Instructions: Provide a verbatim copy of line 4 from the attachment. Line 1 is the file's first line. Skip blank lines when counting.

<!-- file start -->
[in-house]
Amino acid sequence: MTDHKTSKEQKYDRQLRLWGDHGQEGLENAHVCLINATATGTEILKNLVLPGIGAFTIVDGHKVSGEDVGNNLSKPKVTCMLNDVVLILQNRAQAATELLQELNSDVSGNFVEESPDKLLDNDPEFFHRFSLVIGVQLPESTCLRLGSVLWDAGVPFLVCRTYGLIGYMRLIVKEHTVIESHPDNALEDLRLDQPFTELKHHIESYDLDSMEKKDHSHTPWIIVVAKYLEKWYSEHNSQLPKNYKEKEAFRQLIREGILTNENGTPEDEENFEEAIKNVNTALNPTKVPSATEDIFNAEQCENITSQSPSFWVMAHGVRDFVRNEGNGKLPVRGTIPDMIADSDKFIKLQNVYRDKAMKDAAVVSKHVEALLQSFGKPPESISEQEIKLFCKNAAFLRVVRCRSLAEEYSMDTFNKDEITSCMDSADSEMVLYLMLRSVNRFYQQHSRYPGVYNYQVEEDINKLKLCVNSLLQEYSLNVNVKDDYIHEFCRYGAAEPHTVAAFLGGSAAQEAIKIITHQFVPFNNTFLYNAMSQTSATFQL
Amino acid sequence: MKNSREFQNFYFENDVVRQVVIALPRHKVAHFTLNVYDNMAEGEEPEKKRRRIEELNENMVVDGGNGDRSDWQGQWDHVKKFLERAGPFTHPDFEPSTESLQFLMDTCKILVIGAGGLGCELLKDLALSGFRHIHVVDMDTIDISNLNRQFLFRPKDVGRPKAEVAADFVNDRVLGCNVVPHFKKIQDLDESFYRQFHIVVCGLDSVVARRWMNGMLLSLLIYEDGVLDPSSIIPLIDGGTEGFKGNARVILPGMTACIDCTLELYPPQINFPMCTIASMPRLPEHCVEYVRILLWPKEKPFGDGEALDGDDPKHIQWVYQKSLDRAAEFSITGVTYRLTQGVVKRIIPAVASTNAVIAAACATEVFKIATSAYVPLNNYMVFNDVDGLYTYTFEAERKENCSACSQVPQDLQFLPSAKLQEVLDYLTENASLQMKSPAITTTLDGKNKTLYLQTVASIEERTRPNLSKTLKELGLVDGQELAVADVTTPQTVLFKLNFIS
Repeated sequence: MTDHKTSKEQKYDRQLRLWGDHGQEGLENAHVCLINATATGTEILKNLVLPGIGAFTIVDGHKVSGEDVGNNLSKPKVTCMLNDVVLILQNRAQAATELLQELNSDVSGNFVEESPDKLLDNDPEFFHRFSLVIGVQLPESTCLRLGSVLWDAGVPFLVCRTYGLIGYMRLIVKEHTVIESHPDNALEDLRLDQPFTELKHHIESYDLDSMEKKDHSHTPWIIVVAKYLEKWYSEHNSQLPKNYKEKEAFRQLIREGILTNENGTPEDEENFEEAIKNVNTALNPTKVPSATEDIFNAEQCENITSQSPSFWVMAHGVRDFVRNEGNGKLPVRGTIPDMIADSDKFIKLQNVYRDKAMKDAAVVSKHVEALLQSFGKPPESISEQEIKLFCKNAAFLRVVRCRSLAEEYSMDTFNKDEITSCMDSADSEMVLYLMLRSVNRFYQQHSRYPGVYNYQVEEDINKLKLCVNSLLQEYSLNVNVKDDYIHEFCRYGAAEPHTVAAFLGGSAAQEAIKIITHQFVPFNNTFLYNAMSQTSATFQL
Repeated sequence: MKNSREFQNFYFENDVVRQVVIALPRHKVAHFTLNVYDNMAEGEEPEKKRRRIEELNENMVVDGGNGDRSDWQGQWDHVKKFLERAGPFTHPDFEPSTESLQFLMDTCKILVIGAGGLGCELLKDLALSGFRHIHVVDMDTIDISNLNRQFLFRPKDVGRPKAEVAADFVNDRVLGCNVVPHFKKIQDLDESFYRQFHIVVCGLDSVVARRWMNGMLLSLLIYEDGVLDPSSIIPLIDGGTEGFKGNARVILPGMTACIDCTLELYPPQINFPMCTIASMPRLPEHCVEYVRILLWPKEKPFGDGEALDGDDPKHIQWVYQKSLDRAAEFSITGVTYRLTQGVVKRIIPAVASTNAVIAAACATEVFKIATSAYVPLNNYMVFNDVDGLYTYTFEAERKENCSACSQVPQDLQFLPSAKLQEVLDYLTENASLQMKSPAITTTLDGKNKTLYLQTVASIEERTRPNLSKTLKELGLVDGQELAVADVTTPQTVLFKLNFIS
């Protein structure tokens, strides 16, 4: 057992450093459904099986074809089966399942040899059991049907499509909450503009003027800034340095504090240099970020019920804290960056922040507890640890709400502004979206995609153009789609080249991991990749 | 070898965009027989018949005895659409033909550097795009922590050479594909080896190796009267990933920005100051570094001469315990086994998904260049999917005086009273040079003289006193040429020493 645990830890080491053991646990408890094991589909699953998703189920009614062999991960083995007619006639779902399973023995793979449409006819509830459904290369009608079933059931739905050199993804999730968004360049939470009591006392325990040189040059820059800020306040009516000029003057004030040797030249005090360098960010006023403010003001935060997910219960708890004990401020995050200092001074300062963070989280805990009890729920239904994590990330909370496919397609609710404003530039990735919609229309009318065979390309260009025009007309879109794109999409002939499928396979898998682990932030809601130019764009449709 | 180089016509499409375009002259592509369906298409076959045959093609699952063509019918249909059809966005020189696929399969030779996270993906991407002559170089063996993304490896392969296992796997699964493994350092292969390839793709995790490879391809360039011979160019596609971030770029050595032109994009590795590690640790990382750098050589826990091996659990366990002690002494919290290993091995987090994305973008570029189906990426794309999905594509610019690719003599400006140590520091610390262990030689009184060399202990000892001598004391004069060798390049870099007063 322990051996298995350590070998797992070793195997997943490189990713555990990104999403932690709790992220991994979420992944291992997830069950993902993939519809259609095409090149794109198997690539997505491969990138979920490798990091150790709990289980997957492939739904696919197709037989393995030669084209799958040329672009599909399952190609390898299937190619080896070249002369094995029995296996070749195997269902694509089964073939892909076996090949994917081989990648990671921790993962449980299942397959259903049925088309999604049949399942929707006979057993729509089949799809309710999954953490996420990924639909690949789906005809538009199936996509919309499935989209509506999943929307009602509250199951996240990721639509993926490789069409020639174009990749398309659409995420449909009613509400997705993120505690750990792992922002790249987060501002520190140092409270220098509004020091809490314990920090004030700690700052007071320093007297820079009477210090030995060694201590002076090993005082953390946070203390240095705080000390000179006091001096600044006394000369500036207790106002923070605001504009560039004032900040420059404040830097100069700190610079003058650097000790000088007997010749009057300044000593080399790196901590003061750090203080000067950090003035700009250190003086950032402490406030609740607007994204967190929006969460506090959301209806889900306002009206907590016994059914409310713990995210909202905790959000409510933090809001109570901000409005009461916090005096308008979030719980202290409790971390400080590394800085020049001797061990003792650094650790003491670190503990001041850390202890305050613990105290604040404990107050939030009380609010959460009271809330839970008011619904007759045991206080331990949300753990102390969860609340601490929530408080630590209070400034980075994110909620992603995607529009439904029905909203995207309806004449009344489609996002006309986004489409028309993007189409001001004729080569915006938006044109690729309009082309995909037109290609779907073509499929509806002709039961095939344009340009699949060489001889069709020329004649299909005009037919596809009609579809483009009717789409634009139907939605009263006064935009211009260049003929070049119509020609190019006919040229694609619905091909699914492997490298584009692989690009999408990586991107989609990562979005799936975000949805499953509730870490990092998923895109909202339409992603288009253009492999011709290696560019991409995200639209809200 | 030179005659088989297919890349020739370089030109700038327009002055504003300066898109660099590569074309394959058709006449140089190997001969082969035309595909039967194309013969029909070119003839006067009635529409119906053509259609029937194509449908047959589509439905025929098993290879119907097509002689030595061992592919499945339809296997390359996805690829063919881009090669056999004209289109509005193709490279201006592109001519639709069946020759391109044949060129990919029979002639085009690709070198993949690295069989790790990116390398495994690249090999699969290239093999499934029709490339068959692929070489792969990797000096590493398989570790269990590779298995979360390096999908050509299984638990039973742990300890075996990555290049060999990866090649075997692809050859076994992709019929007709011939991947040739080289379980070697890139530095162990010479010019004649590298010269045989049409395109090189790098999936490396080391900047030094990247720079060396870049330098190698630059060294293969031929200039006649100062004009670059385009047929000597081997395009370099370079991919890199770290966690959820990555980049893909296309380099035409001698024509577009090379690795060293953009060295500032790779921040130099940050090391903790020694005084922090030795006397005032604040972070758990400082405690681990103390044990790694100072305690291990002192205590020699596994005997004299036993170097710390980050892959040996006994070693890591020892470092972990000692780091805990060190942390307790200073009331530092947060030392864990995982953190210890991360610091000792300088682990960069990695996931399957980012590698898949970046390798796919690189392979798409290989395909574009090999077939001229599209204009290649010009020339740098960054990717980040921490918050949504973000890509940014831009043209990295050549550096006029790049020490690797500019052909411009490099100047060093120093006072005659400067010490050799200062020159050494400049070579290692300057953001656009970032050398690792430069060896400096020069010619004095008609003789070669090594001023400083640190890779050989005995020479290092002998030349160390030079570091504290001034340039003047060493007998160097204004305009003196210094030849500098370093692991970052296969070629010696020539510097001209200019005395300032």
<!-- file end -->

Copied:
Repeated sequence: MTDHKTSKEQKYDRQLRLWGDHGQEGLENAHVCLINATATGTEILKNLVLPGIGAFTIVDGHKVSGEDVGNNLSKPKVTCMLNDVVLILQNRAQAATELLQELNSDVSGNFVEESPDKLLDNDPEFFHRFSLVIGVQLPESTCLRLGSVLWDAGVPFLVCRTYGLIGYMRLIVKEHTVIESHPDNALEDLRLDQPFTELKHHIESYDLDSMEKKDHSHTPWIIVVAKYLEKWYSEHNSQLPKNYKEKEAFRQLIREGILTNENGTPEDEENFEEAIKNVNTALNPTKVPSATEDIFNAEQCENITSQSPSFWVMAHGVRDFVRNEGNGKLPVRGTIPDMIADSDKFIKLQNVYRDKAMKDAAVVSKHVEALLQSFGKPPESISEQEIKLFCKNAAFLRVVRCRSLAEEYSMDTFNKDEITSCMDSADSEMVLYLMLRSVNRFYQQHSRYPGVYNYQVEEDINKLKLCVNSLLQEYSLNVNVKDDYIHEFCRYGAAEPHTVAAFLGGSAAQEAIKIITHQFVPFNNTFLYNAMSQTSATFQL